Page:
Alien Dead

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The Alien Dead
Aliendeaddvd.jpg
DVD cover
Directed byFred Olen Ray
Produced by
  • Fred Olen Ray
  • Chuck Sumner[1]
Screenplay by
  • Martin Alan Nicholas
  • Fred Olan Ray[1]
Music by
  • Franklin Sledge
  • Chuck Sumner[1][2]
CinematographyFred Olan Ray[1]
Edited byMark Barrett[2]
Production
company
Firebird Pictures Production[2]
Release date
  • 1985 (1985)
Running time
87 minutes
CountryUnited States

The Alien Dead is a 1980 American horror film directed by Fred Olen Ray. Ray co-wrote the script with Martin Nicholas. The film involves a meteor hitting a houseboat which causes the people onboard to become zombies who eat alligators, and eventually people.

The film was one of the last films featuring actor Buster Crabbe among a cast of unknowns. It was filmed in 1980 and released to home video in 1985. Reviews from Variety, Kim Newman and other retrospective horror guides have been negative noting low budget and bad acting.

Plot[edit]

A meteor strikes a houseboat in the swamps near a southern town, which causes the people on the houseboat to become zombies. When the zombies run out of alligators to eat, they begin killing people in the town. A local scientist tries to figure out how to stop the zombies.

Cast[edit]

  • Buster Crabbe as Sheriff Kowalski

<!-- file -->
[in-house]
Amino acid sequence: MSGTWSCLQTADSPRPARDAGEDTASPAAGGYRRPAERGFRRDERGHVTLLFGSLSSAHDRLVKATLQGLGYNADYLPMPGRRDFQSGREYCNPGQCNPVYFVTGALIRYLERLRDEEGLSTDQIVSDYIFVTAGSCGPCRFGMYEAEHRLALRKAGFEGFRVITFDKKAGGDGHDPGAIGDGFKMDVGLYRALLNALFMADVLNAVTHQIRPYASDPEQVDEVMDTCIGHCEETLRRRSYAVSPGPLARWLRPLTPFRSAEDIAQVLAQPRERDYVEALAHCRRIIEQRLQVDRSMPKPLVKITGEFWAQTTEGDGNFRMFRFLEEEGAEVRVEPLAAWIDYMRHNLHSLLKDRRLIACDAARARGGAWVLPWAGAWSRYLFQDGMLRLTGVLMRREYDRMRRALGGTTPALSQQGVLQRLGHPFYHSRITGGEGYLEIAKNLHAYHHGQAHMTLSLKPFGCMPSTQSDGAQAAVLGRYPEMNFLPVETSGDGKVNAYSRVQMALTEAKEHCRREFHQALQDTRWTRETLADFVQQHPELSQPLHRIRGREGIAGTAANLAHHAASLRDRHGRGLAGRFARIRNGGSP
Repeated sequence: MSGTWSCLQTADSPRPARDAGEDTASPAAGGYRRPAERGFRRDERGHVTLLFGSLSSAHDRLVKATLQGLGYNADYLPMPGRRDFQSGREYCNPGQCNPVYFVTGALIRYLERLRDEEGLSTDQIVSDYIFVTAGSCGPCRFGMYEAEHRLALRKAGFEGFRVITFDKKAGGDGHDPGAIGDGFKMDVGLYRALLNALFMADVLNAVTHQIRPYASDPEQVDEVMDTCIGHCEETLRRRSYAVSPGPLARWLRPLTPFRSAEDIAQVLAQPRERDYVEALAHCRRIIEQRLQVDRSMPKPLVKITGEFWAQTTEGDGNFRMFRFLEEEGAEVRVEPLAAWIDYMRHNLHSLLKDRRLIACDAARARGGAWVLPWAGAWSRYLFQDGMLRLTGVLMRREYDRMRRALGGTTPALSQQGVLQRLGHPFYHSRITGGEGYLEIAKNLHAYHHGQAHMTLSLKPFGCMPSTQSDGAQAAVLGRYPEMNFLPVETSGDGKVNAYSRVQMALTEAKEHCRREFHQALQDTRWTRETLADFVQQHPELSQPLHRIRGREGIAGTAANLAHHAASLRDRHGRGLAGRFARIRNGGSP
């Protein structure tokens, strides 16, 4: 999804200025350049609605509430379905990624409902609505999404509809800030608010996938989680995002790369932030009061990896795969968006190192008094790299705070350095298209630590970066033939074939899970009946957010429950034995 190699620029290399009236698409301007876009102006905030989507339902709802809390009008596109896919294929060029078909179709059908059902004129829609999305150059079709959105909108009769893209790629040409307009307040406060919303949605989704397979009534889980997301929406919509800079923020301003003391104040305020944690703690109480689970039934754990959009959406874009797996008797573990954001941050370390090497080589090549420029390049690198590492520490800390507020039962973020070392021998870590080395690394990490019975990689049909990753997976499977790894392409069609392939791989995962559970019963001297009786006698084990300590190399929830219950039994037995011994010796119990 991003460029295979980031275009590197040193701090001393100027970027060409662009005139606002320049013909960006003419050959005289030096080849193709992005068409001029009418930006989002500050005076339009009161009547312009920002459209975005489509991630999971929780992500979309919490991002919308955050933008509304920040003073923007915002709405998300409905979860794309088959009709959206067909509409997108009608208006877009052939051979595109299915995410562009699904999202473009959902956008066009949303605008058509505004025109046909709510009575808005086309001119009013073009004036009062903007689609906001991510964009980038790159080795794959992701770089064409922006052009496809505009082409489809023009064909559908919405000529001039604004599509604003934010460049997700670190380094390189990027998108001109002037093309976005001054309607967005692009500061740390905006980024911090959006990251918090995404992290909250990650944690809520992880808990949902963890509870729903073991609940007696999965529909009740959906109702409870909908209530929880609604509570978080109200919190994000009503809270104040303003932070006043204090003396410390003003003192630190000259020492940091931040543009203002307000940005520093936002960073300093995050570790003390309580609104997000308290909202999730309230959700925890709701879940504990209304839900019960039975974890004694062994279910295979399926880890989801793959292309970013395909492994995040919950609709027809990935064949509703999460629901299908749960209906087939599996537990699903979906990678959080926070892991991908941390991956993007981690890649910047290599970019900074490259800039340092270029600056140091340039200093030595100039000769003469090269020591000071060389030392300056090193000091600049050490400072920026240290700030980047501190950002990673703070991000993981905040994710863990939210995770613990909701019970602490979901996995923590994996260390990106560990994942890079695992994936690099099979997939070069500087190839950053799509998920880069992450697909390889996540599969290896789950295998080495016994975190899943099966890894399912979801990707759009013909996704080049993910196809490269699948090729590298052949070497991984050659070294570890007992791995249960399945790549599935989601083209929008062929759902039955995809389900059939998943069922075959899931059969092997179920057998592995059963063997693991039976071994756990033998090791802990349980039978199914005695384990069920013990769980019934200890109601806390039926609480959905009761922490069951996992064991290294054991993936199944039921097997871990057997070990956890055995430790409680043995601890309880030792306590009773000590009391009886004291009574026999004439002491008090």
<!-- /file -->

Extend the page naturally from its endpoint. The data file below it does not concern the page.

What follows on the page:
• Raymond Roberts as Tom Corman (billed as Ray Roberts)
  • Linda Lewis as Shawn Michaels
  • George Kelsey as Emmet Michaels
  • Mike Bonavia as Miller Haze
  • Dennis Underwood as Deputy Campbell
  • John Leinier as Paisley
  • Rich Vogan as Krelboin
  • Martin Nicholas as Doc Ellerbee (as Martin Alan Nicholas)
  • Norman Riggins as Mr. Griffith
  • Nancy Kranz as Mrs. Griffith
  • Shelley Youngren as the Angry Wife

Production[edit]

The Alien Dead was made in Florida in 1980.[3] Buster Crabbe was paid $2,000 for his role in the film.[3] One-third less than his salary for the 1945 Western Prairie Rustlers.[3]

Release[edit]

The film went direct-to-video in 1985.[2][3] The film has been released on VHS by both Academy Home Entertainment and Genesis Home Video with an 87 minute running time[1]

Reception[edit]

Variety reviewed the VHS release of the film, declaring it "an amateurish monster film."[3]

Steven Puchalski describes the film a "third rate Night of the Living Dead" with laughable effects, though he calls it "eminently watchable for schlock fanatics".[4] In a negative review, David Johnson of DVD Verdict states that the gore is sparse and the story boring.[5] Kim Newman referred to the film as "cheap" and "unwatchable" and described it as part of a trend of "films made by rabid fans of Famous Monsters of Filmland" who "wind up choking on their own in-references and third-hand plots" and were stuck on "cutesy ideas like giving all the characters the names of Roger Corman 1950s repertory company".[6]

Footnotes[edit]

  1. ^ a b c d e Stine 2001, p. 41.
  2. ^ a b c d Vermilye 2014, p. 190.
  3. ^ a b c d e Vermilye 2014, p. 191.
  4. ^ Puchalski, Steven (2002). Slimetime: A Guide to Sleazy, Mindless Movies (revised ed.). Headpress/Critical Vision. pp. 15–16. ISBN 9781900486217.
  5. ^ Johnson, David (2004-05-07). "Alien Dead". DVD Verdict. Archived from the original on 2013-11-09. Retrieved 2013-11-09.
  6. ^ Newman 2011, p. 246.

References[edit]

  • Newman, Kim (2011). Nightmare Movies: Horror on Screen Since the 1960s [Revised Edition]. Bloomsbury Publishing. ISBN 1408817500.
  • Stine, Scott Aaron (2001). The Gorehound's Guide to Splatter Films of the 1960s and 1970s. McFarland. ISBN 078649140X.
  • Vermilye, Jerry (2014). Buster Crabbe: a Biofilmography. McFarland. ISBN 0786451807.


External links[edit]